U.S. Senator Charles E. Schumer of New York has introduced the Lyme and Tick-Borne Disease Prevention, Education, and Research Act of 2015, intended to enhance the federal government’s ability to research, identify and treat the disease, as well as boost the Department of Health and Human Services’ (HHS) nationwide ability to stop the spread of Lyme disease and other tick-borne illnesses. (This Bill can be tracked here.)
The need for increased prevention, education and treatment and research is clear.
In August 2013, the Centers for Disease Control and Prevention (CDC)estimated that the number of Americans diagnosed with Lyme disease each year is around 300,000.
Lyme disease covers a wide geographic area in northern temperate regions of the world. In the United States, most infections occur in the Northeast, from Virginia to Maine; North-central states, mostly in Wisconsin and Minnesota, and the West Coast, especially northern California.
Most infections are caused by the bites of immature ticks called nymphs. Nymphs are tiny (less than 2 mm) that are difficult to see. They attach to any part of the body, but are often found in hard-to-see areas such as the groin, armpits, and scalp. If bitten by one of these ticks, Lyme disease will be transmitted in 36-48 hours unless the tick is discovered and removed.
Early Lyme disease usually presents with a characteristic “bull’s-eye” skin rash, along with fatigue, chills and fever, headache, muscle and joint pain, and swollen lymph nodes. The red circular rash that appears at the site of the tick bite, usually within 3 to 14 days after the bite.
However, some people never develop a bull’s-eye rash. Some only develop arthritis, and for others nervous system problems are the only symptom of Lyme disease. In those cases, many symptoms of Lyme disease are similar to other diseases, making diagnosis difficult. Furthermore, some signs and symptoms of Lyme disease may not appear until weeks or months after a tick bite, putting a patient at risk for a multitude of ailments, including arthritis and nervous system problems.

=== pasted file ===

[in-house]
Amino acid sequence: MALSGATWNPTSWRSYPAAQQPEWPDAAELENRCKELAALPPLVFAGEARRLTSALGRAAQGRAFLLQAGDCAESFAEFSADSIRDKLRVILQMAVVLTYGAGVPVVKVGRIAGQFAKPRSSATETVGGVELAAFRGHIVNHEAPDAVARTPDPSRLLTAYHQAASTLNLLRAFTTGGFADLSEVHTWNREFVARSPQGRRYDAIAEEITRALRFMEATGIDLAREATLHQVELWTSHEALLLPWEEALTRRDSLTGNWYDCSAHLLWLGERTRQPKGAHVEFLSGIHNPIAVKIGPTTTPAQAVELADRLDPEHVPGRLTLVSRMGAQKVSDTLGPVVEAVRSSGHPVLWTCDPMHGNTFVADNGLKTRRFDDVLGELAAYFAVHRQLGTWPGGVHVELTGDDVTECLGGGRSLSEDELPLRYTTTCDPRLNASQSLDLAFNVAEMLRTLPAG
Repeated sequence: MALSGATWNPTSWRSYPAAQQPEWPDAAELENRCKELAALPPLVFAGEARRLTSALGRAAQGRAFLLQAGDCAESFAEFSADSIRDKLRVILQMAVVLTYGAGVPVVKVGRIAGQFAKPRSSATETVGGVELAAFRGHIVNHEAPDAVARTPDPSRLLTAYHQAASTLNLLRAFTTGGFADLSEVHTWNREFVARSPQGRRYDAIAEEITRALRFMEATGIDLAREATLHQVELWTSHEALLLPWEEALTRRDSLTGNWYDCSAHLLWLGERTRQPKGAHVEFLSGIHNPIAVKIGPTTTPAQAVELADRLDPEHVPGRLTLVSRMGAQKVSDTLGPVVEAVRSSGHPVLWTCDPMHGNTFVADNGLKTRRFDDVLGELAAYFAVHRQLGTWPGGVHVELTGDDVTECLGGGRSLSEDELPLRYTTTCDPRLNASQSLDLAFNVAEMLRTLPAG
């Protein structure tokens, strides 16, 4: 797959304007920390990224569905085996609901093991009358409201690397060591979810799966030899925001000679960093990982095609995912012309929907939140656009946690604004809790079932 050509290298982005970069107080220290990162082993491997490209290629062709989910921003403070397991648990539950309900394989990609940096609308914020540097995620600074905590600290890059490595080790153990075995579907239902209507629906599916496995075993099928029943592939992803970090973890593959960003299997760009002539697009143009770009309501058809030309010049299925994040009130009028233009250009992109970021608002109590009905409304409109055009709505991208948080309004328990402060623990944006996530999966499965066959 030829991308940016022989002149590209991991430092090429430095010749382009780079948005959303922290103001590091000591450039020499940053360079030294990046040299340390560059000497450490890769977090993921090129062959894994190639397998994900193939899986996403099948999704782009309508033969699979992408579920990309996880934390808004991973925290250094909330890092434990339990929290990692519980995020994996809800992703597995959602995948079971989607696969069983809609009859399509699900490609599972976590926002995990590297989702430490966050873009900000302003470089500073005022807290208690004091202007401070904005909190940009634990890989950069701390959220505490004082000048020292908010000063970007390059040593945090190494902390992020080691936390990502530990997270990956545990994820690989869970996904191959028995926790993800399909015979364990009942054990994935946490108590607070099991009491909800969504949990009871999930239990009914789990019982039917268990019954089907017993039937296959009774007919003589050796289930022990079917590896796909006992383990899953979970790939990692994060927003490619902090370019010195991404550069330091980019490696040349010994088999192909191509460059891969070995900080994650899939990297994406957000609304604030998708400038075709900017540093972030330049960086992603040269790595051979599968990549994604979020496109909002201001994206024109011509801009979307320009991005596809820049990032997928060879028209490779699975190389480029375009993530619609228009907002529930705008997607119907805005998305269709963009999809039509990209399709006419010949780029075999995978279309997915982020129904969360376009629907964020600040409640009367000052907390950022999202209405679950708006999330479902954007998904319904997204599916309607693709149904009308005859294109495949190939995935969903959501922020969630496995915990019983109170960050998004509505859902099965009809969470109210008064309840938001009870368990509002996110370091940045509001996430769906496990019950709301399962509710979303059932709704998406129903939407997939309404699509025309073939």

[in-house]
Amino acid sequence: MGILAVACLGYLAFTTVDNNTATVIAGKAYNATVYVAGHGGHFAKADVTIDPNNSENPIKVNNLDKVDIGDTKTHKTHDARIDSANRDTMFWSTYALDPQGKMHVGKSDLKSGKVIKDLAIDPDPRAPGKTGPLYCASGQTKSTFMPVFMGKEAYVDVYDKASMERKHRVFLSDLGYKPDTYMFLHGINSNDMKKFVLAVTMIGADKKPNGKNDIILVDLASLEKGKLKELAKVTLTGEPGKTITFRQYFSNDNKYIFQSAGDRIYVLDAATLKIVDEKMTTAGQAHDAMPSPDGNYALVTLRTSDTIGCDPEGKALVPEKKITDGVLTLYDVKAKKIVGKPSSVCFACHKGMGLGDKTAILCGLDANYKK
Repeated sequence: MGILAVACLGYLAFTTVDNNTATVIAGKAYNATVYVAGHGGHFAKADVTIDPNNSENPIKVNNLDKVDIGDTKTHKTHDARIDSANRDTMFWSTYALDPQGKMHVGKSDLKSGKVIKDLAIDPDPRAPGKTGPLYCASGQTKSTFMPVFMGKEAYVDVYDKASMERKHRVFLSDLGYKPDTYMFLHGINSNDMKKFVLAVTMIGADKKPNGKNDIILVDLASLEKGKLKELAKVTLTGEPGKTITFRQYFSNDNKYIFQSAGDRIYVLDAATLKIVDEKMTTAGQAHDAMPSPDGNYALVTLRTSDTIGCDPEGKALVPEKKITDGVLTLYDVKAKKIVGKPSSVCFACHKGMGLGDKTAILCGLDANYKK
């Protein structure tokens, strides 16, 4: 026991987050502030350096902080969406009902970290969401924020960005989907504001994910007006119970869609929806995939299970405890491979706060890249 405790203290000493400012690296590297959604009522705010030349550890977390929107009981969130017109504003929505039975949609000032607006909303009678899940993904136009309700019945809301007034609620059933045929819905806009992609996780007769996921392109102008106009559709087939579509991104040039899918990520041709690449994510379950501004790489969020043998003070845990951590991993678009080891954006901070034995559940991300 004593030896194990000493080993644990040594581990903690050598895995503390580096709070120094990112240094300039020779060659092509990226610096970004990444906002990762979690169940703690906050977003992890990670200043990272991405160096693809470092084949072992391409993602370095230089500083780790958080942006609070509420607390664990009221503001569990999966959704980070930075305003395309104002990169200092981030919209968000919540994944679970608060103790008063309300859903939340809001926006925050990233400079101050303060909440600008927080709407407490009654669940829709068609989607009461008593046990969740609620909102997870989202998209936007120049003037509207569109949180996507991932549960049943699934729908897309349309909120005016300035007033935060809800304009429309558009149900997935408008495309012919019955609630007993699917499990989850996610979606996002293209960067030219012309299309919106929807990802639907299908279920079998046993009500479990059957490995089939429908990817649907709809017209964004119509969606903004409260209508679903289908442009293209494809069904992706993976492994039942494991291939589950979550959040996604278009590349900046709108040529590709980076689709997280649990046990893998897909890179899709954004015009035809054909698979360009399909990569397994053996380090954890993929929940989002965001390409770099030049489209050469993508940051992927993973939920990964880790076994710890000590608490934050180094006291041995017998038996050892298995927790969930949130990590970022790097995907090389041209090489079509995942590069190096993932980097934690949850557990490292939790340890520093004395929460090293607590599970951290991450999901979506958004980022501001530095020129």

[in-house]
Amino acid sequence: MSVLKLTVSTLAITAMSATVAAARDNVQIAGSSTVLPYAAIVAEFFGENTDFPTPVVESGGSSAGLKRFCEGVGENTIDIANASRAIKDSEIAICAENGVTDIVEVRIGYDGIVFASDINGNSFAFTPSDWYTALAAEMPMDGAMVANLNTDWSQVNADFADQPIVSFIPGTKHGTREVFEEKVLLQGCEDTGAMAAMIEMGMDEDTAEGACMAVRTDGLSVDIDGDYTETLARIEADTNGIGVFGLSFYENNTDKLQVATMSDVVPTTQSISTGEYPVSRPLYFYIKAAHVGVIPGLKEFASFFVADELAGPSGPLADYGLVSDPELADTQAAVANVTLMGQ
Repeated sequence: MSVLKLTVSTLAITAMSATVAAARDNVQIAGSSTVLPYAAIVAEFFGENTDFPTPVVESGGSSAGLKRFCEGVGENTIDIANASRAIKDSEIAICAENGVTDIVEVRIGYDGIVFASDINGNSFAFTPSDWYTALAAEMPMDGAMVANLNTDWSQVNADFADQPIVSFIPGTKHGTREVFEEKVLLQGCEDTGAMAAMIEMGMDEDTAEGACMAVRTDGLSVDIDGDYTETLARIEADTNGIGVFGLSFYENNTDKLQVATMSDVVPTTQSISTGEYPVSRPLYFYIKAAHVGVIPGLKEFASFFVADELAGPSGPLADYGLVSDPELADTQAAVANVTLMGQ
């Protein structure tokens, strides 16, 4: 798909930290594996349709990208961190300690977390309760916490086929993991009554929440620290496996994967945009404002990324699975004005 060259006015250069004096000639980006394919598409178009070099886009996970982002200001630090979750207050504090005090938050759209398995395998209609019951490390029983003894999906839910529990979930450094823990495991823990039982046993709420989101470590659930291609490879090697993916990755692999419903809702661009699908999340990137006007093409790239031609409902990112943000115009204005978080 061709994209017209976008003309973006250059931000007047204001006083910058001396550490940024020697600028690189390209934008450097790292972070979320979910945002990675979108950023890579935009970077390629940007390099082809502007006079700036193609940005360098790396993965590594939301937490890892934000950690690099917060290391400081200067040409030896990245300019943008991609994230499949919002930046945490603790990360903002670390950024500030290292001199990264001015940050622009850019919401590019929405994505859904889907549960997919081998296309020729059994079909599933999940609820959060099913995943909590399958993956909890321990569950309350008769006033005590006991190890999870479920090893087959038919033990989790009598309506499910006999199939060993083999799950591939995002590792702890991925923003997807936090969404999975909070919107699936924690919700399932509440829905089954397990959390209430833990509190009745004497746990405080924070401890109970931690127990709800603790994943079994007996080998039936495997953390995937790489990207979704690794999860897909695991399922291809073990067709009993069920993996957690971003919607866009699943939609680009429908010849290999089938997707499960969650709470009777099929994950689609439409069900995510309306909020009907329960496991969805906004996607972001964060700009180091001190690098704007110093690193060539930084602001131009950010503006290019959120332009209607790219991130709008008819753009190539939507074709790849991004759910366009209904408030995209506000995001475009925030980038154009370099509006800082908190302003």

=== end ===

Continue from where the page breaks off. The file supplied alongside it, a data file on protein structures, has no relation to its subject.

“…more must be done – and fast – to increase and improve prevention, treatment, education and treatment. That is why I am pushing legislation to combat the new and growing epidemic by improving and expanding the federal government’s to better develop diagnostic, prevention and treatment tools,” said Schumer. “We have to bring Lyme disease and other tick-borne illnesses out of the weeds to better educate people on how to keep their families’ safe.”
Lyme disease-carrying ticks are usually found in wooded areas, and are becoming an increasing problem in local yards.
Lawn Doctor’s Yard Armour® Tick Control service can help significantly reduce ticks before they become a danger to your family and pets. Our tick control program includes:
- Tick Prevention: We will first advise you on the best ways to keep ticks out of your yard.
- Tick Control: Yard Armour tick control provides a protective barrier around your property against ticks.
- Ongoing Tick Treatments: We will re-apply our treatments, as needed, to keep ticks out.
Your local Yard Armour technician knows the types of ticks common in your area, and can teach you the best ways to protect your yard from ticks.
In addition to our natural mosquito control services, Lawn Doctor also provides Yard Armour Natural Tick Control services for homeowners who want to enjoy a yard free of ticks with the use of all natural products.
Call 800-927-3276 or go to YardArmour.com for more information – and a free consultation – about our Yard Armour Tick and Mosquito Control Services.
* Per Paul Mead, M.D., M.P.H, chief of epidemiology and surveillance for CDC’s Lyme disease program